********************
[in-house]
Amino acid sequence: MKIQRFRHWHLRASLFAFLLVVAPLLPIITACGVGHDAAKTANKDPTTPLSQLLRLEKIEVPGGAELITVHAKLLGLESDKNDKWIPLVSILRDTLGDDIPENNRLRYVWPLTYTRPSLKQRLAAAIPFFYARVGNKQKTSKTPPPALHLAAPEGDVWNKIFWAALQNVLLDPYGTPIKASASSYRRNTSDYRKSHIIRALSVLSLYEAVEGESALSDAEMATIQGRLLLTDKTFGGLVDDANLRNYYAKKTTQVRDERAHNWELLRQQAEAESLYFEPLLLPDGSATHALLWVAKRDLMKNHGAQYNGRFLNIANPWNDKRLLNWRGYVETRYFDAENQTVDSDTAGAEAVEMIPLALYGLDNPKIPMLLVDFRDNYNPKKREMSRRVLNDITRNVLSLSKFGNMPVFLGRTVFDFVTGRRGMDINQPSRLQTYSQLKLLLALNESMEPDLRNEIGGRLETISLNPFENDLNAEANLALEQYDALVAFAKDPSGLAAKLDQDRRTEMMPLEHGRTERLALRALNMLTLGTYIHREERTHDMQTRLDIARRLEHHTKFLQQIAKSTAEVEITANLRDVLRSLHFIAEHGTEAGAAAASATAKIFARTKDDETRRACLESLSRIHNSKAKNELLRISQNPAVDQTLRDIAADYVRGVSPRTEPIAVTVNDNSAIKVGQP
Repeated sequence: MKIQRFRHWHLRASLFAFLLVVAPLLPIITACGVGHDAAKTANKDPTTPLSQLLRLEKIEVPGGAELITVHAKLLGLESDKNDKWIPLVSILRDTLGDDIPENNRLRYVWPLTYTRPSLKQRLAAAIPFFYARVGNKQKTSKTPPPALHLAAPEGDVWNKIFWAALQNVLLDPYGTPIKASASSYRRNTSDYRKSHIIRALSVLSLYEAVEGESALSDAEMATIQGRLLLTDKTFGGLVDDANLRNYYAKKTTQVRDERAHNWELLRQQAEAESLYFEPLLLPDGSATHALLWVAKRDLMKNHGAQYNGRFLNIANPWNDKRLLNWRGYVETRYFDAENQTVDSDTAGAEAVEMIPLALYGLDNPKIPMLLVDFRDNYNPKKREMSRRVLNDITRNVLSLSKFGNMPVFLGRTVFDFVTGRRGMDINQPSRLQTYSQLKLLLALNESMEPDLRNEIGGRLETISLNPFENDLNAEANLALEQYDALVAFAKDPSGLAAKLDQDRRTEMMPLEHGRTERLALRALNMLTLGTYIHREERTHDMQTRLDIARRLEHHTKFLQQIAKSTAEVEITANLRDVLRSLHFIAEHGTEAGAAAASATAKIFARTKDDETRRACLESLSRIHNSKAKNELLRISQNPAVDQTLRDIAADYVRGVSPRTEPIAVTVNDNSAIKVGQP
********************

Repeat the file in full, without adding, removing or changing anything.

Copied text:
[in-house]
Amino acid sequence: MKIQRFRHWHLRASLFAFLLVVAPLLPIITACGVGHDAAKTANKDPTTPLSQLLRLEKIEVPGGAELITVHAKLLGLESDKNDKWIPLVSILRDTLGDDIPENNRLRYVWPLTYTRPSLKQRLAAAIPFFYARVGNKQKTSKTPPPALHLAAPEGDVWNKIFWAALQNVLLDPYGTPIKASASSYRRNTSDYRKSHIIRALSVLSLYEAVEGESALSDAEMATIQGRLLLTDKTFGGLVDDANLRNYYAKKTTQVRDERAHNWELLRQQAEAESLYFEPLLLPDGSATHALLWVAKRDLMKNHGAQYNGRFLNIANPWNDKRLLNWRGYVETRYFDAENQTVDSDTAGAEAVEMIPLALYGLDNPKIPMLLVDFRDNYNPKKREMSRRVLNDITRNVLSLSKFGNMPVFLGRTVFDFVTGRRGMDINQPSRLQTYSQLKLLLALNESMEPDLRNEIGGRLETISLNPFENDLNAEANLALEQYDALVAFAKDPSGLAAKLDQDRRTEMMPLEHGRTERLALRALNMLTLGTYIHREERTHDMQTRLDIARRLEHHTKFLQQIAKSTAEVEITANLRDVLRSLHFIAEHGTEAGAAAASATAKIFARTKDDETRRACLESLSRIHNSKAKNELLRISQNPAVDQTLRDIAADYVRGVSPRTEPIAVTVNDNSAIKVGQP
Repeated sequence: MKIQRFRHWHLRASLFAFLLVVAPLLPIITACGVGHDAAKTANKDPTTPLSQLLRLEKIEVPGGAELITVHAKLLGLESDKNDKWIPLVSILRDTLGDDIPENNRLRYVWPLTYTRPSLKQRLAAAIPFFYARVGNKQKTSKTPPPALHLAAPEGDVWNKIFWAALQNVLLDPYGTPIKASASSYRRNTSDYRKSHIIRALSVLSLYEAVEGESALSDAEMATIQGRLLLTDKTFGGLVDDANLRNYYAKKTTQVRDERAHNWELLRQQAEAESLYFEPLLLPDGSATHALLWVAKRDLMKNHGAQYNGRFLNIANPWNDKRLLNWRGYVETRYFDAENQTVDSDTAGAEAVEMIPLALYGLDNPKIPMLLVDFRDNYNPKKREMSRRVLNDITRNVLSLSKFGNMPVFLGRTVFDFVTGRRGMDINQPSRLQTYSQLKLLLALNESMEPDLRNEIGGRLETISLNPFENDLNAEANLALEQYDALVAFAKDPSGLAAKLDQDRRTEMMPLEHGRTERLALRALNMLTLGTYIHREERTHDMQTRLDIARRLEHHTKFLQQIAKSTAEVEITANLRDVLRSLHFIAEHGTEAGAAAASATAKIFARTKDDETRRACLESLSRIHNSKAKNELLRISQNPAVDQTLRDIAADYVRGVSPRTEPIAVTVNDNSAIKVGQP